1919 – National Socialist German Workers’ Party (NSDAP – abbreviated to Nazi) established, fusing right wing nationalism with socialist economic rhetoric. Dominant themes in Nazi ideology were a racist and antisemitic German nationalism, fierce opposition to communism, rejection of liberal democratic government structures, and rhetoric which opposed big business and international financiers.
1921 – Adolf Hitler became Party Chairman.
1921-1922 – Period of growth in support for the Nazis due to the appeal to young unemployed men who were suffering due to the economic crisis under the Weimar Republic.
1922 – Inspired by the Fascist Party in Italy, Hitler introduced the straight-armed salute, which became synonymous with the Nazi party, and is still used by Neo-Nazi and Fascist groups today.
1923 – The Nazi Party carried out an unsuccessful coup against the government which resulted in imprisonment for Hitler and the Party being outlawed. Whilst incarcerated Hitler wrote his manifesto Mein Kampf in which he outlined his ideology and violent anti-semitism.
1925-29 – After Hitler’s release from prison in 1924, the Party’s organisation improved, Hitler announced that the Party would take a legal path to power, and despite poor results in elections, support was developed, particularly amongst lower middle class Protestants dismayed by hyperinflation and the weakness of German governments after the Versailles Treaty.
1929 – On the eve of the Great Depression, the Nazi Party had around 130,000 members. The Nazis gained support during the economic crisis by propagating the idea that problems were the fault of Jewish financiers, building on existing antisemitic sentiment.
1930 – Nazi electoral support surged to 18% as traditional right wing and centrist parties struggled to respond to spiralling unemployment and business failures.
1932 – The Nazis became the largest party in the German parliament, winning over 37% of the vote. Stable government became impossible with the Nazi Party and the Communist Party both opposing the democratic constitution, and controlling over half the seats in parliament between them. A second election also proved inconclusive, though the Nazi vote declined.
1933 – The traditional right wing President, Paul Von Hindenburg, was persuaded to appoint Hitler as Chancellor (German equivalent of Prime Minister)in January 1933, with a cabinet with a minority of Nazi ministers. Once in office, Hitler quickly secured almost unlimited power through manipulation and terror, though he remained publicly respectful to the President. Hitler claimed the country faced a communist plot when a fire destroyed the German parliament. He used the situation to justify an ‘Enabling Act’ which gave him dictatorial powers. In July 1933 the Nazi Party was declared the only legal political party in Germany.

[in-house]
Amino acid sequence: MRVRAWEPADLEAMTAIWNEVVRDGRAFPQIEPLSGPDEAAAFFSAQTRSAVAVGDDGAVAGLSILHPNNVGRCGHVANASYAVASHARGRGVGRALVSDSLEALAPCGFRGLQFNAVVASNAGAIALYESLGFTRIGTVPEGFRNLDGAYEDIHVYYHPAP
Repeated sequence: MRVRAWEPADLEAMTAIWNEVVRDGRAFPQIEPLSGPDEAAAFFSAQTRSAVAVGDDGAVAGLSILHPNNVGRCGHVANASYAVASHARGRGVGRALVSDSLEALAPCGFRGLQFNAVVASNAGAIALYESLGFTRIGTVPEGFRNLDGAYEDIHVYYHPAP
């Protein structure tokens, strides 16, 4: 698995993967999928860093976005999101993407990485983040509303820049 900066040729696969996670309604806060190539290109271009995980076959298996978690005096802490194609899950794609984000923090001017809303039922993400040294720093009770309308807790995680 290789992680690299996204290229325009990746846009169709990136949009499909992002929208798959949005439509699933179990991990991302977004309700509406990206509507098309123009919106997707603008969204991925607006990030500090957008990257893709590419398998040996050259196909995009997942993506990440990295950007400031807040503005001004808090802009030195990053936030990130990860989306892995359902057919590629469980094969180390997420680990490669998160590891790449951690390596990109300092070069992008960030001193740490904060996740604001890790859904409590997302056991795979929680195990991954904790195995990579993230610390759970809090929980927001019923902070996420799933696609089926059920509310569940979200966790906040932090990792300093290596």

1934 – In June 1934 Hitler ordered a ruthless purge of political rivals – resulting in the murder of over 80 individuals. This was primarily aimed at the Sturmabteilung (SA) – the Nazi’s paramilitary wing – which threatened the traditional German military, and which presented a potential alternative power structure to those loyal to Hitler. The emasculation of the SA allowed Himmler’s Schutzstaffel (SS) – the Nazi paramilitary group most loyal to Hitler – to assert itself as the most powerful and feared organisation in Nazi Germany. ‘The Night of the Long Knives’ also targeted other political opponents such as left wing Nazis and traditional conservatives – cementing Hitler’s political dominance. When President Hindenburg died a couple of months later Hitler proclaimed himself Führer – supreme leader of Germany. 

Nazi persecution of the Jews 

Once the Nazis came to power they introduced legislation intended to deny Jews freedom and restrict their rights. Boycotts of Jewish doctors, lawyers and shops began in 1933 and by 1935 Jews were not allowed to join the civil service or the army. The introduction of the Nuremberg laws in September 1935 further increased Jewish marginalisation. Jews were banned from marrying non-Jews and their citizenship was removed, including their right to vote. As time progressed, more restrictions were brought in – Jews were barred from all professional occupations and Jewish children were prohibited from attending state schools. In 1938, further laws decreed that men must take the middle name ‘Israel’ and women ‘Sarah’. All German Jews would have their passports marked with a ‘J’.
On 9 November 1938 the Nazis initiated pogroms (an organised persecution of a particular group) against the Jews in all Nazi territories. It was a night of vandalism, violence and persecution that many have since described as ‘the beginning of the Holocaust’. 91 Jews were murdered, 30,000 were arrested and 191 synagogues were destroyed. This night became known as Kristallnacht – the night of broken glass, so called because of the smashed glass which covered the streets from the shops which were looted.